Action #247 (December 1958). Some of Mooney’s Tommy Tomorrow work, where he showed off an interesting talent for 1950s alien designs.

Action Comics #285 (February 1962). Superman, finally able to swallow the jealousy that made him keep Supergirl hidden from the world for three years, announces the existence of “The World’s Greatest Heroine,” in a classic “Book-Length Novel” scripted by Jerry Siegel. OK, maybe my description is revisionist, but even as I kid, I thought Superman was just being a dick! Anyway, great splash page.

Action Comics #310 (March 1964). Another unforgettable moment in Supergirl’s life: reuniting with her Kryptonian birthparents, Zor-El and Allura, after finding them still alive in the ghostly (how-is-it-any-different-than-the-Phantom) Survival Zone. How will the Danverses deal with this twist? >Choke! Sob!<

World’s Finest #140 (March 1964). When Jim Mooney drew when titans clashed! KA-BLAM!

The Spectacular Spider-Man #1 (July 1968). I don’t know who it was at Marvel who said, “Let’s try Mooney over Johnny Romita’s pencils. That might look OK.” But I hope they got a raise.

Amazing Spider-Man #78 (November 1969). See above, only replace “Romita” with “Buscema.”

Man-Thing #17 (May 1975). Gray Morrow was Man-Thing’s co-creator of record, but Jim Mooney made the monster his own in his run on the Steve Gerber-written series.

Omega the Unknown #1 (March 1976). Another Gerber and Mooney collaboration (with Mary Skrenes) for Marvel’s short-lived but fondly remembered Omega. It took me a while looking at this page to realize how Jim was able to impart a powerful sense of urgency and speed to the figure without resorting to the visual cue of speed lines.

The Adventures of Superboy #18 (July 1991). Like I said, I always dug Mooney’s monsters and aliens, so having him not only draw my script but seeing his rendition of a kaiju straight out of a Japanese monster movie was especially cool.

Elvira, Mistress of the Dark (September 1993). Claypool Comics recognized Jim’s value even after DC and Marvel had stopped calling, the fate of too many still talented people whose styles were regarded as outdated and found themselves involuntarily “aged out” of their lifelong careers. And good on them, because Jim Mooney kept delivering until the day he died.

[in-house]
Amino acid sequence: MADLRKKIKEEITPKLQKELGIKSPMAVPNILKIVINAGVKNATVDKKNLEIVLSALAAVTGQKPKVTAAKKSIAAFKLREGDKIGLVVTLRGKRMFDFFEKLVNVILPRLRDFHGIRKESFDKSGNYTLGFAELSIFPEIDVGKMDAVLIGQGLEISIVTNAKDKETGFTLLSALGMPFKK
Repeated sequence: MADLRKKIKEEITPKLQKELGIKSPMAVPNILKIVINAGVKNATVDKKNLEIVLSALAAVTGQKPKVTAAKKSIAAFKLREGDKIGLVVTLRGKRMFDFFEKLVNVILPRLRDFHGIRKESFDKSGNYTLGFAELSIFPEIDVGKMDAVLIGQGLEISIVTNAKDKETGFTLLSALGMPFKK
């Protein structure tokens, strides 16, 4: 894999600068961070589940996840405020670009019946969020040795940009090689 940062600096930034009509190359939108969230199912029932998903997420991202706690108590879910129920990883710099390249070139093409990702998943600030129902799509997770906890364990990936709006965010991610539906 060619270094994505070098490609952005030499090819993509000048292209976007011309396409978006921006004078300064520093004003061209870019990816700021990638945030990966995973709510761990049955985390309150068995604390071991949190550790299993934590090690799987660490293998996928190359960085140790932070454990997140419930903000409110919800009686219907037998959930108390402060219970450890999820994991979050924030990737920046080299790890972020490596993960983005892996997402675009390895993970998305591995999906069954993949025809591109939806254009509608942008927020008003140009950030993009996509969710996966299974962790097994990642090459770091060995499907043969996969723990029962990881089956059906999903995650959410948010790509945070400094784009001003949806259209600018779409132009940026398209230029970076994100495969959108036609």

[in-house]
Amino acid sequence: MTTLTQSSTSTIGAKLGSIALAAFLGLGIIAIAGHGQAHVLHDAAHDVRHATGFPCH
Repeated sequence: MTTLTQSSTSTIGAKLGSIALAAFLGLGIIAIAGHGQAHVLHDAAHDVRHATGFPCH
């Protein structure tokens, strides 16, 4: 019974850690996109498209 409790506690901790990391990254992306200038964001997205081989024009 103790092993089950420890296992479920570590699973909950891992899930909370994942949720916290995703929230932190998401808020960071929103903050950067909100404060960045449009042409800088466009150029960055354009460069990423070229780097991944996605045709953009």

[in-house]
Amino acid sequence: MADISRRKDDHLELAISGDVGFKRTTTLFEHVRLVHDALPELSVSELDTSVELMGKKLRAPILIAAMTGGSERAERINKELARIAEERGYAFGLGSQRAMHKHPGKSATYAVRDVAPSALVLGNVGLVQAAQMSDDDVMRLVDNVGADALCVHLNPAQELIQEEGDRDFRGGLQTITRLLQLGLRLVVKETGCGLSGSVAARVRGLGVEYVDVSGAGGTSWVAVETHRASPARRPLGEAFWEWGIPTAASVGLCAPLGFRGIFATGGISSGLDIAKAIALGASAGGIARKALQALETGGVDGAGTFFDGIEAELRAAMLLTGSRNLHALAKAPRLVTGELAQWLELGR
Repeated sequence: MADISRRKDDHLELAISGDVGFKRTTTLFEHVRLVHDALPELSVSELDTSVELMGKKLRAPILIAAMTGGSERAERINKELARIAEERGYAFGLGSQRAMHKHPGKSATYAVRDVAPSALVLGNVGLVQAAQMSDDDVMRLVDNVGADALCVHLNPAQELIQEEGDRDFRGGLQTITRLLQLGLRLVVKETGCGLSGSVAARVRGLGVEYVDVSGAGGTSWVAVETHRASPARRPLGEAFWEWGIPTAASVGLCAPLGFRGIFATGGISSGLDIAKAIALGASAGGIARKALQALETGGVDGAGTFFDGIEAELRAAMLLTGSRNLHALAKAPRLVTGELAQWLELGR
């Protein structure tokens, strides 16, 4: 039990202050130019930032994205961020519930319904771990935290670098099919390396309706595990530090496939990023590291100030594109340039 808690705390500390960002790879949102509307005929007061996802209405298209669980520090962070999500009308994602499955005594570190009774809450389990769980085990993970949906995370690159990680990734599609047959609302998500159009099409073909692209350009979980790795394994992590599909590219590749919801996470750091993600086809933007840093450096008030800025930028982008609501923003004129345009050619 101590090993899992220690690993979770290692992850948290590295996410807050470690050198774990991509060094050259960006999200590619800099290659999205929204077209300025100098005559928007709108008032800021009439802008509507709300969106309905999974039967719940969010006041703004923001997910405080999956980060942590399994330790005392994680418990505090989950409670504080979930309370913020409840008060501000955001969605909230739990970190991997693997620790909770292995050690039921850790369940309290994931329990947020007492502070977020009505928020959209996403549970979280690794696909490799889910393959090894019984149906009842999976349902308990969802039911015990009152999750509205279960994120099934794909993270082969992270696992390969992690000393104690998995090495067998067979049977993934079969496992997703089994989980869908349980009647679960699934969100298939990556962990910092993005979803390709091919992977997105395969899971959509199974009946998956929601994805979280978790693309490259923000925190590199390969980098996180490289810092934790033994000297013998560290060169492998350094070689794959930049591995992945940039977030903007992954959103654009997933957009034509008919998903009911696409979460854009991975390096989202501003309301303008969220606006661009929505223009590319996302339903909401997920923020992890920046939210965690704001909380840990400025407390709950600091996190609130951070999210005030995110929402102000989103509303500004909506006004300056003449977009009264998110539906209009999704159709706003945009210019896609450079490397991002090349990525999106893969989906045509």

— Coming Soon! DIRECT CONVERSATIONS: An INSIDE LOOK at DC in the Bronze Age. Click here.

— PAUL KUPPERBERG: My 13 Favorite Collaborations With CARMINE INFANTINO. Click here.

Sure, you know PAUL KUPPERBERG as the prolific writer of over a thousand comic books for such characters and series as Superman, Aquaman, Doom Patrol, Vigilante, Life with Archie, Bart Simpson, Scooby-Doo, and dozens more for DC Comics, Archie Comics, Bongo Comics, and others, and that he is also the creator of the series Arion, Lord of Atlantis, Checkmate and Takion, and is a former editor for DC, Weekly World News, and WWE Kids Magazine. But Paul is also the author of numerous books, including the superhero novel JSA: Ragnarok and the comics industry-based murder mystery, The Same Old Story, not to mention (but we will anyway) Paul Kupperberg’s Illustrated Guide to Writing ComicsI Never Write for the Money, But I Always Turn in the Manuscript for a CheckDirect Comments: Comic Book Creators in their Own WordsThe Unpublished Comic Book Scripts of Paul Kupperberg and Son of the Unpublished Comic Book Scripts of Paul Kupperberg. You can follow Paul at and at

Author: Dan Greenfield

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  1. Some great backstory there. I love hearing about the history of the work getting done. Gives me even more praise for the craftsmen of my youth. Thanks for sharing!

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  2. A quick image search will reveal that Mooney did in fact draw Kara in the nude-nude on a number of occasions, not just as a preliminary to applying her costume. Quite possibly these were some of the convention commissions referenced in the CBR article you linked.